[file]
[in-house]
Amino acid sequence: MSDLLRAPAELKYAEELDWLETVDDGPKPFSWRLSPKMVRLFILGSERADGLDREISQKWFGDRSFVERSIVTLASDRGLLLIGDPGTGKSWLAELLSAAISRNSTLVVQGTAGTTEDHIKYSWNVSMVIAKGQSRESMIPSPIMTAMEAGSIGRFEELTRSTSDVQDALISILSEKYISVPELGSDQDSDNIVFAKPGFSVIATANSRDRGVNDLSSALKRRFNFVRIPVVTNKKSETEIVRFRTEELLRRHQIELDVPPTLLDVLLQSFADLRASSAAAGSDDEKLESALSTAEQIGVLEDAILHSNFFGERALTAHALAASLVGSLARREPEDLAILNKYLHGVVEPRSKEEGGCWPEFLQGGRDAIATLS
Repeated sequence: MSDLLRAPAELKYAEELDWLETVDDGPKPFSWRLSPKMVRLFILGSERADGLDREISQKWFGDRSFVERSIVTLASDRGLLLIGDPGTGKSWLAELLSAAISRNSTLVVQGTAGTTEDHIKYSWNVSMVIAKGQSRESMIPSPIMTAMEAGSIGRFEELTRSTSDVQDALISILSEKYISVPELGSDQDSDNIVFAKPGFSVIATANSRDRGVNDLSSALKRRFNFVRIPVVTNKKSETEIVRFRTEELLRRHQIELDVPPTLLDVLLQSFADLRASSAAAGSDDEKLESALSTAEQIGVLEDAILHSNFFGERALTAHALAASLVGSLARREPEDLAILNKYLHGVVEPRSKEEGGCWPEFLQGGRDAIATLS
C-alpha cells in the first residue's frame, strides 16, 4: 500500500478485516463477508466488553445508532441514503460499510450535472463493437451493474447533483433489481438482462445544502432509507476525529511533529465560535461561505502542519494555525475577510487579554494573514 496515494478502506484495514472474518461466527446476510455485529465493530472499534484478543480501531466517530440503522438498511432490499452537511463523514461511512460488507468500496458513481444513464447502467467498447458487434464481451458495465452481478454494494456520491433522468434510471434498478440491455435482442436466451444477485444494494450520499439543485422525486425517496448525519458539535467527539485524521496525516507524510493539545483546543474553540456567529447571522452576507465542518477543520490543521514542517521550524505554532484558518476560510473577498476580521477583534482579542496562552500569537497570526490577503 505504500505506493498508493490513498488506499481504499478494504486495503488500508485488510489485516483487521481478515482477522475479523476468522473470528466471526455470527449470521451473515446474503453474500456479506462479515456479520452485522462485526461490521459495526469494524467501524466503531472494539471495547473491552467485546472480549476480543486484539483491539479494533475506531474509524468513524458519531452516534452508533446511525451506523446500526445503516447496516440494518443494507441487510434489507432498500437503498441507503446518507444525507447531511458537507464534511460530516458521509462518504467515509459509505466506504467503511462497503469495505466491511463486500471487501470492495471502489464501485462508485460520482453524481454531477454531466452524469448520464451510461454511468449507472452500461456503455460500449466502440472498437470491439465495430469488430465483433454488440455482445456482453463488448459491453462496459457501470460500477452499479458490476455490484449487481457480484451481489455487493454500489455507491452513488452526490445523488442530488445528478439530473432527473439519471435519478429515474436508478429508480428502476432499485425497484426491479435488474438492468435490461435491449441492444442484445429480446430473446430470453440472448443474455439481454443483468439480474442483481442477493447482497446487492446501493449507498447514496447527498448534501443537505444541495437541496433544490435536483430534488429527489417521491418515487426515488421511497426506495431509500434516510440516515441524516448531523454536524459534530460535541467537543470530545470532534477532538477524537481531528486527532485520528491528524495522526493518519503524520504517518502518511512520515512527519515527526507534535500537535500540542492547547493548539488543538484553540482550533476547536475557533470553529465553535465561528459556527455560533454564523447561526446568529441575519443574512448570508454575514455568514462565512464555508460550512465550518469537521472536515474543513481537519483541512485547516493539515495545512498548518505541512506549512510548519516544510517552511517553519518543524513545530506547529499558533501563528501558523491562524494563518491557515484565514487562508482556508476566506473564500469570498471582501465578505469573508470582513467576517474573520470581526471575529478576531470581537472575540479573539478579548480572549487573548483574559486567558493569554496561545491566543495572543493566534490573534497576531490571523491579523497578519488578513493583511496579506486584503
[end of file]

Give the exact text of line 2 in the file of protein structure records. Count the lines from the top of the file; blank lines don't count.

Amino acid sequence: MSDLLRAPAELKYAEELDWLETVDDGPKPFSWRLSPKMVRLFILGSERADGLDREISQKWFGDRSFVERSIVTLASDRGLLLIGDPGTGKSWLAELLSAAISRNSTLVVQGTAGTTEDHIKYSWNVSMVIAKGQSRESMIPSPIMTAMEAGSIGRFEELTRSTSDVQDALISILSEKYISVPELGSDQDSDNIVFAKPGFSVIATANSRDRGVNDLSSALKRRFNFVRIPVVTNKKSETEIVRFRTEELLRRHQIELDVPPTLLDVLLQSFADLRASSAAAGSDDEKLESALSTAEQIGVLEDAILHSNFFGERALTAHALAASLVGSLARREPEDLAILNKYLHGVVEPRSKEEGGCWPEFLQGGRDAIATLS